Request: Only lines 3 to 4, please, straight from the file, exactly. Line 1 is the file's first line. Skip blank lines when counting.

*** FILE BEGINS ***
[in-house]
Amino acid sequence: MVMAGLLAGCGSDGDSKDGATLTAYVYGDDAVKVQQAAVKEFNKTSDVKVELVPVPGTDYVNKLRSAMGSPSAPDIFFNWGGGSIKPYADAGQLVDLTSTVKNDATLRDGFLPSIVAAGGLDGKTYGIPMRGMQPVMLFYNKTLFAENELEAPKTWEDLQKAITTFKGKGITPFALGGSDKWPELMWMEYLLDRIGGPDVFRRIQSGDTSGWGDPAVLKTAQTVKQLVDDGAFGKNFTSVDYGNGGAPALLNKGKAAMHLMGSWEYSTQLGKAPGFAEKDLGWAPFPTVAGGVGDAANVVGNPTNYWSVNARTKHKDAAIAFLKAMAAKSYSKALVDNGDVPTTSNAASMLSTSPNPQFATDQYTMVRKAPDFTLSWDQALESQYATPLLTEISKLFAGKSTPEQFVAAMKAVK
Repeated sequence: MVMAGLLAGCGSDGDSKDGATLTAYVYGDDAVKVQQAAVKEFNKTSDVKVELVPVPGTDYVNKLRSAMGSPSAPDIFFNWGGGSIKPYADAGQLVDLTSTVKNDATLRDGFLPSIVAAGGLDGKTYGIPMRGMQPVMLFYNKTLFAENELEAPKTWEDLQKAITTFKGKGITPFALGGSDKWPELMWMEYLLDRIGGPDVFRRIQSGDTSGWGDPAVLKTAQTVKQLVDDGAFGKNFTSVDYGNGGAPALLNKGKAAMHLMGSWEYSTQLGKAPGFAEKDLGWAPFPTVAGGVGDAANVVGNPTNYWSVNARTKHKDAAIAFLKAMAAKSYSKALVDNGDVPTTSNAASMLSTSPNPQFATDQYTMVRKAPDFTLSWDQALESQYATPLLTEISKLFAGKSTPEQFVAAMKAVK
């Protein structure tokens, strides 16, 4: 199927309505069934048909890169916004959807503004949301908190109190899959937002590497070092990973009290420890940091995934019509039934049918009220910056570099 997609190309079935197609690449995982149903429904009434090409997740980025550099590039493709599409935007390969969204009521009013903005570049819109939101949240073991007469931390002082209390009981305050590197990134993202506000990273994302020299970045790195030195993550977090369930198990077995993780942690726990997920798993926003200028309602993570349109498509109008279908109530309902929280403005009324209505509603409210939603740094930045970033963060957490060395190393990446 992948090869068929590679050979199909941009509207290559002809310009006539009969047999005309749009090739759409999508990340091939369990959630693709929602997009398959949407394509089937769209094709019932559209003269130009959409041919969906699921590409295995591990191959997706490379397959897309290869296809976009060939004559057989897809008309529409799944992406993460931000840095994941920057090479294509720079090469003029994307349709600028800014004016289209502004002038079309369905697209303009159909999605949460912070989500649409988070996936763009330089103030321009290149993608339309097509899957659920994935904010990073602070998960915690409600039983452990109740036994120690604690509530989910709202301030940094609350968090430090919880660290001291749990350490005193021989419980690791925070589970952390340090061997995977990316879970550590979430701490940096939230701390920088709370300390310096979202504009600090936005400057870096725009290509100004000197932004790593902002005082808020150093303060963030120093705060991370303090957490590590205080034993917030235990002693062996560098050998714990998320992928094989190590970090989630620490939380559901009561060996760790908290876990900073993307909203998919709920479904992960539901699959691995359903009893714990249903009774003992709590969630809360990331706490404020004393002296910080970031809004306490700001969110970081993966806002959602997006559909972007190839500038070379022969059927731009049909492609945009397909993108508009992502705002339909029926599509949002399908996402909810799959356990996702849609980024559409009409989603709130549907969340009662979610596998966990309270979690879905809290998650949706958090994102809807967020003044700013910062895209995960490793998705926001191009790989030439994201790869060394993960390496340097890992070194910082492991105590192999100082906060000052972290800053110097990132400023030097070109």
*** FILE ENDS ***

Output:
Repeated sequence: MVMAGLLAGCGSDGDSKDGATLTAYVYGDDAVKVQQAAVKEFNKTSDVKVELVPVPGTDYVNKLRSAMGSPSAPDIFFNWGGGSIKPYADAGQLVDLTSTVKNDATLRDGFLPSIVAAGGLDGKTYGIPMRGMQPVMLFYNKTLFAENELEAPKTWEDLQKAITTFKGKGITPFALGGSDKWPELMWMEYLLDRIGGPDVFRRIQSGDTSGWGDPAVLKTAQTVKQLVDDGAFGKNFTSVDYGNGGAPALLNKGKAAMHLMGSWEYSTQLGKAPGFAEKDLGWAPFPTVAGGVGDAANVVGNPTNYWSVNARTKHKDAAIAFLKAMAAKSYSKALVDNGDVPTTSNAASMLSTSPNPQFATDQYTMVRKAPDFTLSWDQALESQYATPLLTEISKLFAGKSTPEQFVAAMKAVK
């Protein structure tokens, strides 16, 4: 199927309505069934048909890169916004959807503004949301908190109190899959937002590497070092990973009290420890940091995934019509039934049918009220910056570099 997609190309079935197609690449995982149903429904009434090409997740980025550099590039493709599409935007390969969204009521009013903005570049819109939101949240073991007469931390002082209390009981305050590197990134993202506000990273994302020299970045790195030195993550977090369930198990077995993780942690726990997920798993926003200028309602993570349109498509109008279908109530309902929280403005009324209505509603409210939603740094930045970033963060957490060395190393990446 992948090869068929590679050979199909941009509207290559002809310009006539009969047999005309749009090739759409999508990340091939369990959630693709929602997009398959949407394509089937769209094709019932559209003269130009959409041919969906699921590409295995591990191959997706490379397959897309290869296809976009060939004559057989897809008309529409799944992406993460931000840095994941920057090479294509720079090469003029994307349709600028800014004016289209502004002038079309369905697209303009159909999605949460912070989500649409988070996936763009330089103030321009290149993608339309097509899957659920994935904010990073602070998960915690409600039983452990109740036994120690604690509530989910709202301030940094609350968090430090919880660290001291749990350490005193021989419980690791925070589970952390340090061997995977990316879970550590979430701490940096939230701390920088709370300390310096979202504009600090936005400057870096725009290509100004000197932004790593902002005082808020150093303060963030120093705060991370303090957490590590205080034993917030235990002693062996560098050998714990998320992928094989190590970090989630620490939380559901009561060996760790908290876990900073993307909203998919709920479904992960539901699959691995359903009893714990249903009774003992709590969630809360990331706490404020004393002296910080970031809004306490700001969110970081993966806002959602997006559909972007190839500038070379022969059927731009049909492609945009397909993108508009992502705002339909029926599509949002399908996402909810799959356990996702849609980024559409009409989603709130549907969340009662979610596998966990309270979690879905809290998650949706958090994102809807967020003044700013910062895209995960490793998705926001191009790989030439994201790869060394993960390496340097890992070194910082492991105590192999100082906060000052972290800053110097990132400023030097070109």